"Bad Words"

As a general rule I find it very difficult to people who don’t share my religious beliefs to understand why we Mormons are so “uptight” or “funny” about taking the Lord’s name in vain. They can’t understand why we’re so bothered by it. I’ve even had some ask me “Why are you so afraid to say the name of someone you love?” I reply that it’s exactly because we do love Him so much that we are offended or even hurt by the use of His name as a curse word. 


Imagine that someone used your mother’s name as a curse. A word which you usually find pleasant would become offensive because it’s being used to degrade someone you love. This is how we feel about Heavenly Father and the Savior. And as much as we love them, they also love us. So doesn’t it make sense that Heavenly Father would be offended by language which insults and degrades His children? The Savior taught in :

Thou shalt love the Lord thy God with all thy heart, and with all thy soul, and with all thy mind. This is the first and great commandment. And the second is like unto it, Thou shalt love thy neighbour as thyself.

As both a church and a culture, I think it would be fair to say that we believe words matter. We consider the words we choose to use and not use to be a reflection of who we are. This is, of course, not very popular in some circles. They are words we don’t like to use or hear, which we consider inappropriate or offensive to the spirit. Some of them we almost universally agree upon, and some very more from one individual to another. But certainly the idea of being offended by a “bad word” is not new to any LDS person. For many years I was an actor, and from time to time I found myself having to say “I won’t say that word”, and just recently in church I heard a sister talk about work using language she found offensive when speaking to her. She asked them not to, and they stopped. I hear stories of this sort all the time, and they are usually greeted with enthusiasm by church members, who see them as standing up for what it right. What puzzles me is how opposite in many circles is our reaction to what some call “political correctness”.

“Political correctness” is among the most hated and vilified concepts for conservatives. The idea that within this philosophy some words are inappropriate and offensive to some people is considered not just uptight, but to an attack on freedom of speech (never mind that freedom of speech applies to restrictions by the government, not individuals).  I simply can’t see the logic in this. Why is okay for us to be offended by profanity and vulgarity, but unacceptable for people to be offended by language they consider degrading? Why does one person have the right to say people should find a substitute for the words we find offensive, but we react with such outrage when asked to do the same thing? For me, the single word I find most offensive(aside from the taking of the Lord’s name in vain) begins with the letter R, and traditionally refers to those with certain types of disabilities or “special needs”. As a person with a long-standing family tradition of working with and helping people with these disabilities, it genuinely hurts me anytime I hear the word used as an insult. It makes me think of my beloved adopted aunt who is disabled, and helped my mother and grandmother take care of me as a child. I’ve had people who will come completely unhinged by even mild profanity become angry with me for asking them not to use this word in their presence. And don’t we liberals even think about suggesting that the name of a certain NFL team is offensive just because its common usage has always been as a racial slur. How dare we be so uptight? How dare we tell them what they can and can’t say? How dare we . . . stand up and tell people we consider the language they are using to be inappropriate and offensive.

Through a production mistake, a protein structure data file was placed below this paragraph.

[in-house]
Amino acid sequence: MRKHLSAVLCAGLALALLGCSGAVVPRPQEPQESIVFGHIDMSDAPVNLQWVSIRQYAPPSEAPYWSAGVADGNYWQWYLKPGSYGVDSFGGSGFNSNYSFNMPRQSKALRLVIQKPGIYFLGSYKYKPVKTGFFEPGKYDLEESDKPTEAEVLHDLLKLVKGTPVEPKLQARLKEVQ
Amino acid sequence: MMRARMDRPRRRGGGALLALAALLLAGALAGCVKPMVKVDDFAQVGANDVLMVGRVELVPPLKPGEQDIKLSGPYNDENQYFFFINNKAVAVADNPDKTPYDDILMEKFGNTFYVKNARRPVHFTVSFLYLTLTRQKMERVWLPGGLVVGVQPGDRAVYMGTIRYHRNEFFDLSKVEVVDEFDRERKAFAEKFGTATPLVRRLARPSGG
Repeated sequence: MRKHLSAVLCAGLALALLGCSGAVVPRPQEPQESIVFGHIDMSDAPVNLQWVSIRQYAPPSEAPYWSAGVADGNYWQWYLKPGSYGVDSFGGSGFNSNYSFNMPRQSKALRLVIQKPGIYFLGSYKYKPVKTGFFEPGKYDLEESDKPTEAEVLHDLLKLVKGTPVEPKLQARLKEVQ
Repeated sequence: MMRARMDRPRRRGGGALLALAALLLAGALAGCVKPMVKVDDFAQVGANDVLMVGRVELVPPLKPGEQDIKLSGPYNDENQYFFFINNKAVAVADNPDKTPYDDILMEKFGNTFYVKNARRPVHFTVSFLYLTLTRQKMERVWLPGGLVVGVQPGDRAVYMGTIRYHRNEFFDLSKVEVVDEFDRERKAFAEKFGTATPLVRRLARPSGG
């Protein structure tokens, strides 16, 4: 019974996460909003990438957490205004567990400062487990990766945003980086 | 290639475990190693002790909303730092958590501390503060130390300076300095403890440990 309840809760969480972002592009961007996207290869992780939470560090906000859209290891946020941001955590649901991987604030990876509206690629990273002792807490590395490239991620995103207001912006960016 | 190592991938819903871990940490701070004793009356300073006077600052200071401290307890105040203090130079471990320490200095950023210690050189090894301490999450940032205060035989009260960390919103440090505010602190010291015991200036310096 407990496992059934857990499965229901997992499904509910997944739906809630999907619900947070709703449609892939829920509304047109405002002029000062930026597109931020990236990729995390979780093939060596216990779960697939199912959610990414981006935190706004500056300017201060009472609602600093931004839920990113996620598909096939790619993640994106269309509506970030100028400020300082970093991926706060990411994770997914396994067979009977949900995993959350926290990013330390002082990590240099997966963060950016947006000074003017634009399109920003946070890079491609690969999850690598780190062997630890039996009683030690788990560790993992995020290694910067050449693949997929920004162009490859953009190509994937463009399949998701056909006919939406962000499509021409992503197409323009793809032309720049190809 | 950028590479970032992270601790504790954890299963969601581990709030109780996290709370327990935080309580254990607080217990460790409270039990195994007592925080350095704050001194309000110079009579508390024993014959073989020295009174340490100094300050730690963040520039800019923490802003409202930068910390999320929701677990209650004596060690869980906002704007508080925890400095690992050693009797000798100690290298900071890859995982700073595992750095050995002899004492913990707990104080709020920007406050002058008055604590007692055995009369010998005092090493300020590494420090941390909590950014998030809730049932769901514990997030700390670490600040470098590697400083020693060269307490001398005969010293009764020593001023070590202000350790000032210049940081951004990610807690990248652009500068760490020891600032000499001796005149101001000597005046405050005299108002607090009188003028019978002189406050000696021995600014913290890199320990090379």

I believe that words like the examples I’ve mentioned belittle God’s children and are therefore as offensive to the spirit as any could be. We have been counseled not to use language which degrades. Would the Lord really say that references to bodily functions are off limits, but words which insult, disrespect and inflict hurt upon His children because of their race or disabilities (or yes, sexual orientation) are just fine? With all my heart and soul I believe the answer is no. But my goal here is not to convince you to believe the same thing. It is to suggest that those who find them so be given the same respect we ask for with our standards. And yes, it certainly works the other way as well. Many in the world want respect for their beliefs but will not treat our beliefs with respect. But I don’t feel that we can use “Well, they don’t respect my standards, why should I respect theirs?” as a justification. It doesn’t fit our beliefs to say we can do wrong just because wrong is being done by another, whether to us or to someone else. Since when do we have a problem with holding ourselves to higher standard than that which is accepted by the world?

I hope people can see at least some aspects of the “political correctness” they so fear and despise as a set of moral standards, one which they can choose to agree with or not, but which should be treated with the same respect that they would want for the own standards. I realize that many people who use the R-word today say “I’m not talking about the mentally challenged when I say that” or “I don’t mean to be offensive” or other such rationalizations. Very often people using profanity (especially taking the Lord’s name in vain) don’t mean to offend, but that doesn’t change our feelings about the words. Because, after all, words matter.

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